Genetic improvement of swine
Lentz, Wilbert Emil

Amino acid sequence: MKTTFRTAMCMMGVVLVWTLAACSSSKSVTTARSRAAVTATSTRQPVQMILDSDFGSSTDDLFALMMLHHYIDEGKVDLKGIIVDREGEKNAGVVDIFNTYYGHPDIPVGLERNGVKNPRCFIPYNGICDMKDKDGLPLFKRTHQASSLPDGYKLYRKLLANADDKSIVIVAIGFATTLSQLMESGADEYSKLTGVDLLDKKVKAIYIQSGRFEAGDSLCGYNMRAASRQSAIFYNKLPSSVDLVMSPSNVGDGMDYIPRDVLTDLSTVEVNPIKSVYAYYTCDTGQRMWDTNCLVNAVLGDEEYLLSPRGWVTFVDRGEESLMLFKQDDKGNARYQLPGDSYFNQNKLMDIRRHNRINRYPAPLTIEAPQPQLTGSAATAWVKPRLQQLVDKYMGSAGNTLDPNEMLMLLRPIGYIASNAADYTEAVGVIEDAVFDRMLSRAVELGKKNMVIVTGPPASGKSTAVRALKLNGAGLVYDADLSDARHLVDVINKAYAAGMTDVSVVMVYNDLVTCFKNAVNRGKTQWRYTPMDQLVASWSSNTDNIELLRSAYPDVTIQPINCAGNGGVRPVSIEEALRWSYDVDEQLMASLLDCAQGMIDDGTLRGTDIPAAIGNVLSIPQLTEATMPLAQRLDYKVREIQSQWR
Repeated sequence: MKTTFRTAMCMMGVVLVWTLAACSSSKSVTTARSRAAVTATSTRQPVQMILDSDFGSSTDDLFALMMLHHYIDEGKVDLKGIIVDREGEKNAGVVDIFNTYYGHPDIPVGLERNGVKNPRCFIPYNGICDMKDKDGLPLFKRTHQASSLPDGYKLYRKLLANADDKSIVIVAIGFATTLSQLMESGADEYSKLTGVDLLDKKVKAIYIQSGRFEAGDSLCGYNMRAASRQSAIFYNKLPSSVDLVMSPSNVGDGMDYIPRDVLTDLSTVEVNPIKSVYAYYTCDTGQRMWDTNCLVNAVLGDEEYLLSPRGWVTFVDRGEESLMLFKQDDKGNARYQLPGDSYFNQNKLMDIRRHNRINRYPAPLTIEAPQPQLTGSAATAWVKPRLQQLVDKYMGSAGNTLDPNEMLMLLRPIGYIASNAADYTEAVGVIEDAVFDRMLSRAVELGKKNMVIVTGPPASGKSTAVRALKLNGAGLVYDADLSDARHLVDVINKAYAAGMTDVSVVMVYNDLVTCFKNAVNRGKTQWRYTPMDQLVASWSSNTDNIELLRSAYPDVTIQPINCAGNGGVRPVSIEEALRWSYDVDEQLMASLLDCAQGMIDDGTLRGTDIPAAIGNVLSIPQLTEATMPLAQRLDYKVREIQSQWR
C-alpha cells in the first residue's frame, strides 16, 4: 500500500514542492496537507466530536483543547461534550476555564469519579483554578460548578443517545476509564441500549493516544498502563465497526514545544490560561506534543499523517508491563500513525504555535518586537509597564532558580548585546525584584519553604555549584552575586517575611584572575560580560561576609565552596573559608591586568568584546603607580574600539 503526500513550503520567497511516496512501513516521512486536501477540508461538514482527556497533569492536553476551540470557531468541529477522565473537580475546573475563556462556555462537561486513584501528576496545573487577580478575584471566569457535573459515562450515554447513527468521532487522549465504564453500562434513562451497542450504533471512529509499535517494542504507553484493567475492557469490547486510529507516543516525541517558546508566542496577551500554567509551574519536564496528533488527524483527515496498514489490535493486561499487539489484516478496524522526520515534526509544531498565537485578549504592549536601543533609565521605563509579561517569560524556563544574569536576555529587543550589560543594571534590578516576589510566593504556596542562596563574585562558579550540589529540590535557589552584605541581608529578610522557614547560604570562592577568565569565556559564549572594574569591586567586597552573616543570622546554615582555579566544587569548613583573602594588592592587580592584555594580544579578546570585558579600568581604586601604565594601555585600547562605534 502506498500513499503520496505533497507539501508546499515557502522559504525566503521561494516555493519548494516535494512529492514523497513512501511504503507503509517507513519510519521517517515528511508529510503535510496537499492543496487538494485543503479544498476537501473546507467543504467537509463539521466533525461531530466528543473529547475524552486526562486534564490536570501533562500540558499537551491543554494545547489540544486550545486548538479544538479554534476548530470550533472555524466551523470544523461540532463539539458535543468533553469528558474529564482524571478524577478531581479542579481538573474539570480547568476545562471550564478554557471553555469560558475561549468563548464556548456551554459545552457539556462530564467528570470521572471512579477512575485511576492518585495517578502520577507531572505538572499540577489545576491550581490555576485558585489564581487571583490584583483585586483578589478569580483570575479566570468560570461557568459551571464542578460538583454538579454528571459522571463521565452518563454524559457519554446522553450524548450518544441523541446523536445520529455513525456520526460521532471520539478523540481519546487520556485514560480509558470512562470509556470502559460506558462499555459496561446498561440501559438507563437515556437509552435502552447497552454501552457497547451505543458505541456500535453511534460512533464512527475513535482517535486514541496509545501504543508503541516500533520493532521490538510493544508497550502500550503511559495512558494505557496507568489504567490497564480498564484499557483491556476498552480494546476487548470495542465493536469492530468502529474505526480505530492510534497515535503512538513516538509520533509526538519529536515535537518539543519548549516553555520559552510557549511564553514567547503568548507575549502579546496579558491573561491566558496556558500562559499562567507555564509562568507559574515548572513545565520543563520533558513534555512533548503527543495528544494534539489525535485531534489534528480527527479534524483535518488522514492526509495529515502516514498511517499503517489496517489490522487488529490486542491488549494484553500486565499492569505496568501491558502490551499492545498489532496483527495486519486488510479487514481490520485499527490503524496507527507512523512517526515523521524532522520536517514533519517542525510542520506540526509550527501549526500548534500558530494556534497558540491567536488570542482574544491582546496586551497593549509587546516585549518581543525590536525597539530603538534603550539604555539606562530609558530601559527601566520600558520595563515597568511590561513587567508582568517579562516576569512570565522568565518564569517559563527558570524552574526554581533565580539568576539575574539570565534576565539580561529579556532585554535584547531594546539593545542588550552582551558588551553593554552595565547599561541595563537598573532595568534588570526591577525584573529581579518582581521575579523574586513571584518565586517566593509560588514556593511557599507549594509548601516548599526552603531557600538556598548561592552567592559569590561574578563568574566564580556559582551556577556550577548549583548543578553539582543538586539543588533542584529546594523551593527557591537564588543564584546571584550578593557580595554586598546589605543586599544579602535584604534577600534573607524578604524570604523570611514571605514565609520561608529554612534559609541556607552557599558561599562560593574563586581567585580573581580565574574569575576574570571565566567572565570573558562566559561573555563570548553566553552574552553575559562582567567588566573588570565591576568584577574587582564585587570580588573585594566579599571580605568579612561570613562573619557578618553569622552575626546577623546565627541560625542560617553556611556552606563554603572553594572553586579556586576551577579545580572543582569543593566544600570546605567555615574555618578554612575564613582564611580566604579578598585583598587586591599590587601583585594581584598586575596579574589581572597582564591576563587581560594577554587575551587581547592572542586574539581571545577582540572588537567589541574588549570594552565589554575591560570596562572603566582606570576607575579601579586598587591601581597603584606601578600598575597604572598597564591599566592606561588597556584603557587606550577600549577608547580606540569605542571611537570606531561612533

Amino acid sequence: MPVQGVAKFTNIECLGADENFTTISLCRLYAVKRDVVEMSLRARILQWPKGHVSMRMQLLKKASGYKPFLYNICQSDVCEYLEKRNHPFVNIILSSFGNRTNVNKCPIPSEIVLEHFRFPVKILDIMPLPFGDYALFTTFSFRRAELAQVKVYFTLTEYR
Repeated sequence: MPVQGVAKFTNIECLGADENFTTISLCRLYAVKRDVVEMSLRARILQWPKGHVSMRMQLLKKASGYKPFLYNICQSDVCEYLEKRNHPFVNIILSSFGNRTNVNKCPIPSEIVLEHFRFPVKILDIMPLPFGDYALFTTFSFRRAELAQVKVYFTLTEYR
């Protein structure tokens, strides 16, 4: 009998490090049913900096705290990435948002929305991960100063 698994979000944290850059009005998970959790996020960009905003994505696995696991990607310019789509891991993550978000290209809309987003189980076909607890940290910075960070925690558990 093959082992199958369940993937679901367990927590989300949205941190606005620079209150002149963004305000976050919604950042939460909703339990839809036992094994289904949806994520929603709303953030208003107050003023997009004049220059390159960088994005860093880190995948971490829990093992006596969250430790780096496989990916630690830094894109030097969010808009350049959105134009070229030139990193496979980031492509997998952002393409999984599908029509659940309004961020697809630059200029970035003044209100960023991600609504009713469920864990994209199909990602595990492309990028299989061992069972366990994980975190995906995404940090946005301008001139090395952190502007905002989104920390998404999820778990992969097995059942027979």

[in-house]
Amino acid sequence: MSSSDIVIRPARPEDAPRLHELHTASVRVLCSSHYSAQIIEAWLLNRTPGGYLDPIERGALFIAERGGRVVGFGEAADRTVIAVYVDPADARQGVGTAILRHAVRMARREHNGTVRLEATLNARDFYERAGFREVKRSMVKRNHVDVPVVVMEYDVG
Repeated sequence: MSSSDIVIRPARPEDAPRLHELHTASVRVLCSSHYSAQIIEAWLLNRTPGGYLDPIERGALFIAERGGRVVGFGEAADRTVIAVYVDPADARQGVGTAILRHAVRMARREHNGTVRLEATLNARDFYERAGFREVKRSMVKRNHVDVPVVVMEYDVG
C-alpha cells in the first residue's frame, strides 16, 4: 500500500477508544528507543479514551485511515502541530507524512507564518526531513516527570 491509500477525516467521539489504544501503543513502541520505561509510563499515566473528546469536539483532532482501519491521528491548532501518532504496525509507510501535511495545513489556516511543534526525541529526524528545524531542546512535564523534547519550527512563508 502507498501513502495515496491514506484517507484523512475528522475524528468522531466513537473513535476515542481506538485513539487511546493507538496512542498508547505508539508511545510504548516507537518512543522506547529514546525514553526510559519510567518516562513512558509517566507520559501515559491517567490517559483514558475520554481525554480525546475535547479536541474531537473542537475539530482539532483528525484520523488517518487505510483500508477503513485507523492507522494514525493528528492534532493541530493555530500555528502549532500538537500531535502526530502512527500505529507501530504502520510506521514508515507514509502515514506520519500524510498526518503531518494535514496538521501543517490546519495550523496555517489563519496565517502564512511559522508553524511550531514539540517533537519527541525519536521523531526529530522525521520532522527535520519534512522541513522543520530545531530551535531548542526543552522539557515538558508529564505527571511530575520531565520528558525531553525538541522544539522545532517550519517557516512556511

An analysis of Canadian R.O.P. data for pigs born in 1964 and 1965 was undertaken with two main objectives in mind. The first was the identification of genetically superior litters and the second was the evaluation of heritability estimates for various performance traits and of the genetic and phenotypic correlations between them. In order to achieve the first objective it was necessary to investigate the various possible sources of environmental variation since these might have masked genetic differences. Both province and season (month or quarter) effects were statistically significant for most traits but the evidence favored a hypothesis that these differences were, for the most part, reflections of genetic differences between litters tested in the various provinces and periods. There was evidence of a season effect on per cent ham in the carcass and per cent lean in the ham face, but this cannot be considered to be conclusive since data from only one year were available. Carcass weight was found to have an important influence on all carcass traits including predicted yield and it was recommended that this trait be adjusted for carcass weight before it is utilized in a selection index. Sex of the pig also had a substantial effect on carcass characteristics, with gilt carcasses being superior to barrow carcasses. Sex differences in total fat were significantly smaller in the Lacombe breed than in the other breeds. Consequently, the R.O.P. sex corrections overcorrected this trait in this breed, but the sex corrections were effective in eliminating sex differences in predicted yield. Sexes also differed in growth rate with barrows growing faster than gilts, especially in the Yorkshire breed. Where sib or progeny testing is being employed and test groups are not balanced for sex it is advisable to apply a sex correction to age at slaughter (adjusted to a constant carcass weight) before it is included in a selection index. Heritability estimates were very high for all traits except growth rate (age at slaughter). The large sire components of variance which resulted in these high estimates were taken as evidence for the existence of strains of pigs which differ in average genetic merit for a given trait. On the basis of available information, both from the R.O.P. records studied and from the literature, recommendations for selection procedures were made. While the recommendations were formulated as guidelines for the establishment of a central swine breeding station in Saskatchewan, they should, for the most part, be applicable to R.O.P. and other swine improvement schemes.